Ozzie Guillen wants you to know that the White Sox winning is NOT because he’s gone

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Ozzie Guillen returned to Chicago yesterday and he was met by a zillion Chicago reporters who want to talk about his time with the White Sox. And the fact that, now that Ozzie is gone, the White Sox are in first place and playing great.

Ozzie has kind words for Robin Ventura and the Sox in general, but he wants you to know that their winning ways are not the result of addition by subtraction:

“It’s not fair when I see a couple of idiots say the team is playing better because so-and-so’s not here … I don’t blame them a bit about the way they think, but don’t say they’re winning because I’m not there. That’s not fair. That’s not fair at all. They have the same guys as last year. You talk about Greg Walker — how bad a hitting coach he was — well, I think a lot of Braves are doing pretty good.”

There’s video of all of this over at CSNChicago.com.

I still think the best thing Ozzie did yesterday, as mentioned in this morning’s recaps, was to point at the finger on which he wears his World Series ring when the Cubs fans booed him last night.

Yankees to hire Josh Bard as their new bench coach

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Aaron Boone has no experience as a coach or a manager at any level. As such, some have speculated that he’d hire a more seasoned hand as his bench coach as he begins his first season as Yankees manager. Someone like, say, Eric Wedge, who was a candidate for the job Boone got and who once managed Boone in Cleveland.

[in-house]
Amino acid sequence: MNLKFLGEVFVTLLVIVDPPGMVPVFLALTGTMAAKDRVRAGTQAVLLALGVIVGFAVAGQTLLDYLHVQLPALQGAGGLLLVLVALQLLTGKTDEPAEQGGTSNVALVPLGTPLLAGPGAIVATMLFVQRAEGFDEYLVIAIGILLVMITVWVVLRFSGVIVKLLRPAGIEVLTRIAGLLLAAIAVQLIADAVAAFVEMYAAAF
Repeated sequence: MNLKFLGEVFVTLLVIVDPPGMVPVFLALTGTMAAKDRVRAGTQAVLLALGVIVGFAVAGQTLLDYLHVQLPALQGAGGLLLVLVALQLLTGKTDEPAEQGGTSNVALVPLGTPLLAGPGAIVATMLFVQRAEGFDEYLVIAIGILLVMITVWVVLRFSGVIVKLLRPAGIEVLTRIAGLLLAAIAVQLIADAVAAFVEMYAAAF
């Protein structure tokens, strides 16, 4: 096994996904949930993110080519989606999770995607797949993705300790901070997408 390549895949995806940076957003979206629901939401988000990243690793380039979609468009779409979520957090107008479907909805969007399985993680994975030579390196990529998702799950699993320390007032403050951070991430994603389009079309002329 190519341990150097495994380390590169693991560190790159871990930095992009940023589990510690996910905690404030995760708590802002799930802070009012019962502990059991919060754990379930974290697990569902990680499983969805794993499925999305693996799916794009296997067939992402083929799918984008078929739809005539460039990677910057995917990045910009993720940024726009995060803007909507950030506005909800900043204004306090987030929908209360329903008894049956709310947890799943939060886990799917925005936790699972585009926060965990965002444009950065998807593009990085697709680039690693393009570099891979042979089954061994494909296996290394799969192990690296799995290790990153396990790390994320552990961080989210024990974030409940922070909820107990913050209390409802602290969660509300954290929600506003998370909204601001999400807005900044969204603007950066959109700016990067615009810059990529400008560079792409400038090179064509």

Nope. According to MLB.com’s Mark Feinsand, he’s going with Josh Bard.

Bard, 39, was a teammate of Boone’s with the Indians in 2005. He’s not without coaching experience, having spent the last two seasons as the Dodgers’ bullpen coach, but he’s not that Gene Lamont/Don Zimmer-type we often see in the bench coach role.

Which is fine because different managers want different things from their bench coach. Some are strategy guys, helping with in-game decision making. Others are relationship guys who help managers understand all of the dynamics of the clubhouse while they’re worrying more about lineups and stuff. Others are trust guys, who can serve as the manager’s sounding board, among other things. Some are combinations of all of these things. As Feinsand notes in his story, Boone said at his introductory press conference that he’s looking for this:

“I want smart sitting next to me. I want confidence sitting next to me. I want a guy who can walk out into that room and as I talk about relationships I expect to have with my players, I expect that even to be more so with my coaching staff. Whether that is a guy with all kinds of experience or little experience. I am not concerned about that.”